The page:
So imagine my surprise when E brought home a 3-page HAND WRITTEN letter (6 pages actually, 3 in Japanese, 3 of the English translation) from his sensei! She went into lots of detail telling me about E's progress, blah, blah, blah, it was super nice, and apparently he falls just short of sainthood and is nearly a genius, which is actually Japanese code for: he doesn't bite his classmates or pinch the heads off lizards, and hasn't yet eaten his jar of paste. She told me he's speaking quite a bit of Japanese, loves to sing and knows all his classmates names (and can hand out their notebooks to the right kid, so he's memorized all their stickers too!). She also mentioned his girlfriend: "For some reason, he calls Mitsuki-chan his girlfriend." No idea how he came up with Nani-chan a few weeks ago, unless this is another girlfriend?

Although the school year is over, E's school offers daycare during the break, so E will still go to school on the days I teach, but they only have a few kids, and they're all in one big class together. I took him for the first time today, and he was not a happy camper! He's such a creature of habit, he wants everything exactly the same, all the time. He doesn't like change at all. He was very upset that he couldn't go into HIS class, with HIS sensei and HIS friends, even though he knew all the kids and teachers there today. He was crying as I was leaving so one of the teachers brought over a little girl and said "Look Ethan, here's your girlfriend! Here's Mitsuki-chan!" M-chan patted his back, then took his hand and led him to the sandbox, she was speaking to him in Japanese the whole time, but he didn't say anything back(!) It was so freakin' adorable, I nearly puked! I guess he talks about her enough that everyone at the school knows she's his "girlfriend". She was so cute and sweet, I can see why he likes her!
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George Washington and General Tso

Last week (or was it the week before?), I took myself down to Yokosuka for a little retail and culinary therapy.
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I've posted before about how much better the shopping and food options are on the Navy base than they are here, and I just love everything about the base and the area. I love, love, love that it's on the water (the one thing I really miss about living FL).
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I hit the NEX (base department store) first, they carry the make-up and hair products I like, but can't get up here, as well as a better selection of undies and socks. And then, there's the shoe department. Our's is a tiny little corner in the very back of the store, Yokosuka's is easily 4 times that size, with 10 times the selection.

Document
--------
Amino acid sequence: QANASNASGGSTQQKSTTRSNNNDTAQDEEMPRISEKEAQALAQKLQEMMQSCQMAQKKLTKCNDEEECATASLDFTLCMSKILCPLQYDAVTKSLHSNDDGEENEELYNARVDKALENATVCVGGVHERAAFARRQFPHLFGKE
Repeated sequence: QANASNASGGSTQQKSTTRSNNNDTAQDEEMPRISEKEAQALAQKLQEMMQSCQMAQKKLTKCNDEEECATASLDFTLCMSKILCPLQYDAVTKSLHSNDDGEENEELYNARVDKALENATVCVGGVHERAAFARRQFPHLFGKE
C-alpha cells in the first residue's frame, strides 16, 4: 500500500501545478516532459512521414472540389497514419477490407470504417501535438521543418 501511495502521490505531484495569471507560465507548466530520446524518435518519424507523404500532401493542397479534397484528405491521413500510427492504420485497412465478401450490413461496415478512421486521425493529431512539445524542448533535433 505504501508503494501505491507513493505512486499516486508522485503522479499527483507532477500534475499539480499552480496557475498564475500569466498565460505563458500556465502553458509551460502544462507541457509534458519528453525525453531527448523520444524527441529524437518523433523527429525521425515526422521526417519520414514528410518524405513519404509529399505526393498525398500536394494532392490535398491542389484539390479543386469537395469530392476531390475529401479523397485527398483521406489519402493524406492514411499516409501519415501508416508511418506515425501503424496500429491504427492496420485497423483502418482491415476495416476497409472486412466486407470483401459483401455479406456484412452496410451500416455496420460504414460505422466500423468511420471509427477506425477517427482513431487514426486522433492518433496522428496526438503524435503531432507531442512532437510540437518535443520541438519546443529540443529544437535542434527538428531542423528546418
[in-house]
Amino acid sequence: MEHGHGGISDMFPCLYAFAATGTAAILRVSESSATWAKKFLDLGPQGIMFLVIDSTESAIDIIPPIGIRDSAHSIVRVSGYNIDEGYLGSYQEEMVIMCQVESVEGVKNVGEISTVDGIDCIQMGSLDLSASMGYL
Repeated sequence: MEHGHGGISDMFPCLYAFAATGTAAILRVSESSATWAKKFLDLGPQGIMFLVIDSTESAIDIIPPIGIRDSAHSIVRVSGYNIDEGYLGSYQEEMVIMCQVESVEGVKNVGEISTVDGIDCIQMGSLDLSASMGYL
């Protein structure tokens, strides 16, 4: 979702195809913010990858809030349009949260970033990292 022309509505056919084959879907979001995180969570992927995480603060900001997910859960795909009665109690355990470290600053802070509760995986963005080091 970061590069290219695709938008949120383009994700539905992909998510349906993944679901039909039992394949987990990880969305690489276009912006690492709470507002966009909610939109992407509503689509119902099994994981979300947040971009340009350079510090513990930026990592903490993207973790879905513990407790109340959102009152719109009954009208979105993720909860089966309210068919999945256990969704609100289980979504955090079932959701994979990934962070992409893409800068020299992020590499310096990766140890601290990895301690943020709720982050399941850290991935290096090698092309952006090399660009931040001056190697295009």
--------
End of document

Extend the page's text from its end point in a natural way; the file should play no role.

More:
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Next I headed to Chili's. I don't crave American food as badly as I used to, feeling like I'd die if I didn't get a blue cheese burger and garlic mashed potatoes every week. But I still love Chili's and am happy to have it whenever I can.
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I love the Yokosuka Chili's because it sits right on the water.
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The view from my table

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I'll put this out there right now, before you scroll any further: I made a total and complete hog of myself! In my defense, in preparation for this binge, I ate very little dinner the night before, and had no breakfast, so I was totally starving by the time I got there. And I ended up taking more than half of it home, to finish over the next 2 days. So it really wasn't as bad as it seems!

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The orange goop in the bowl is Skillet Queso dip, basically melted cheese mixed with chili. It's one of my two most favorite things at Chili's, I've gotten it every single time I've ever been to Chili's. I also had honey bbq ribs and sirloin, garlic mashed potatoes and fries (w/ honey mustard for dipping)

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This is my absolute favorite food in the world. A hot fudge brownie sundae, in any variation or flavor. The one at Chili's is absolutely divine, it's called Chocolate Chip Paradise Pie. I ate every scrumptious bite, nearly licked the plate! Ooooohhh, I'm drooling just looking at it!

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After stuffing my face, I rolled myself out to the van, and took a drive around the base.

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Hooray! The USS George Washington was in port! The GW is a Nimitz class nuclear-powered supercarrier (the largest aircraft carriers in the world)